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Extol Extol album cover
4.17 | 19 ratings | 2 reviews | 26% 5 stars

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Studio Album, released in 2013

Songs / Tracks Listing

1. Betrayal (4:21)
2. Open the Gates (4:29)
3. Wastelands (4:59)
4. A Gift Beyond Human Reach (4:06)
5. Faltering Moves (5:58)
6. Behold the Sun (4:15)
7. Dawn of Redemption (4:18)
8. Ministers (4:20)
9. Extol (4:04)
10. Unveiling the Obscure (5:38)
11. Sting of Death (4:12)

Total Time 50:40

Line-up / Musicians

- Peter Espevoll / vocals
- Ole BÝrud / guitars, bass, vocals and mellotron
- David Husvik / drums, cymbals and vocals

Releases information

Label: Indie Recordings (Europe), Facedown Records (North America)

Thanks to oyv for the addition
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EXTOL Extol ratings distribution

(19 ratings)
Essential: a masterpiece of progressive rock music(26%)
Excellent addition to any prog rock music collection(47%)
Good, but non-essential (21%)
Collectors/fans only (5%)
Poor. Only for completionists (0%)

EXTOL Extol reviews

Showing all collaborators reviews and last reviews preview | Show all reviews/ratings

Collaborators/Experts Reviews

Review by UMUR
SPECIAL COLLABORATOR Honorary Collaborator
4 stars "Extol" is the self-titled 5th full-length studio album by Norwegian based progressive extreme metal act Extol. The album was released through Indie Recordings in June 2013. Extol were formed as far back as 1993 but has been on a longer hiatus as this is their first album release since "The Blueprint Dives (2005)". They reformed in 2012 as a trio consisting of Ole B'rud (Guitars, Bass, Vocals (backing)), Peter Espevoll (Vocals) and David Husvik (Drums). The former mentioned makes a return to the fold after he left in 2004.

The music on the album is predominantly mid-paced progressive extreme metal with what I would characterize as atmospheric alternative rock/metal sections featuring clean singing. The latter reminds me slightly of Porcupine Tree or something in that vein. The vocals are predominantly raspy sneering type vocals though. Somewhere between black metal styled vocals and aggressive death/thrash type vocals. References to acts like Death, Meshuggah, mid nineties Invocator, Enslaved, Cynic and Believer (both because of the music style but also because of their shared Christian beliefs and lyrical themes) come to mind, but Extol are actually quite a unique sounding act.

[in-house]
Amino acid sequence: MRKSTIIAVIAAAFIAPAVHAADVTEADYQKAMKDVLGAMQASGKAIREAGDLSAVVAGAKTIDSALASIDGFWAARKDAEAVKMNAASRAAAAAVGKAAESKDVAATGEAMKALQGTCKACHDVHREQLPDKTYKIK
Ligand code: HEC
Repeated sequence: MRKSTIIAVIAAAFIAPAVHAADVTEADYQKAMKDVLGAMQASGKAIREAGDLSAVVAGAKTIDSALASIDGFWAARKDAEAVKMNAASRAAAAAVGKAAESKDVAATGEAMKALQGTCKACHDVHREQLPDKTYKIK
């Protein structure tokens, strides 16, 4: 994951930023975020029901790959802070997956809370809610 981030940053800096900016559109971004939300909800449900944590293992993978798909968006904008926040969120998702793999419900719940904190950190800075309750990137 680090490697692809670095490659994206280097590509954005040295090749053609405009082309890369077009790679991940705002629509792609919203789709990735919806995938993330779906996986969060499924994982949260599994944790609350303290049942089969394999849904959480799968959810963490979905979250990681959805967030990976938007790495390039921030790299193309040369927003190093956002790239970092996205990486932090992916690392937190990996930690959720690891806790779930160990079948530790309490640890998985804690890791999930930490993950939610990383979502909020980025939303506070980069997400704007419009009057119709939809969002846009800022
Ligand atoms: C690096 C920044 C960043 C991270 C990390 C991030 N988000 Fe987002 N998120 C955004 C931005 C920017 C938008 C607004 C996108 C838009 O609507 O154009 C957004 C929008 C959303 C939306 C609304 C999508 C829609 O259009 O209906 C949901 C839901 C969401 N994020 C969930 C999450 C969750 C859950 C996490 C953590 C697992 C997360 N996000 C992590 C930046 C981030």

One of the things you notice right off the bat when listening to "Extol" is the high level musicianship. These three guys are very well playing. The raspy extreme metal vocals are not as varied as I could have wished, but the cleans are both well sounding and well arranged with harmonies. The sound production is on the heavy side. It's clear, powerful and professional sounding, but it's like no matter what pace the tracks are played in, the sound production makes them sound heavy and mid-paced. So even though there are actually a couple of faster paced sections on the album, my overall impression of the album is that it is very heavy sounding. There's an almost futuristic sounding atmosphere about the album that's hard to describe on paper, but it's obvious that Extol are influenced by a lot of different artists and genres and they make those influences work in their favour. Death, thrash, black and progressive/alternative rock metal elements are all heard throughout the album.

This self-titled comeback album is a high quality release on all parameters. Great sound production, intriguing songwriting and flawless musical performances all around and a 4 star (80%) rating is a matter of course.

Latest members reviews

5 stars Extol's sound is exceptionally well honed. But what's new? After so many years crafting it, Extol have proven themselves to be innovative noise makers of the highest calibre. And after an 8 year hiatus, I'm glad to say that that has not changed. With 'Extol', the band, now pared down to a three piec ... (read more)

Report this review (#1258367) | Posted by Proghead1 | Sunday, August 24, 2014 | Review Permanlink

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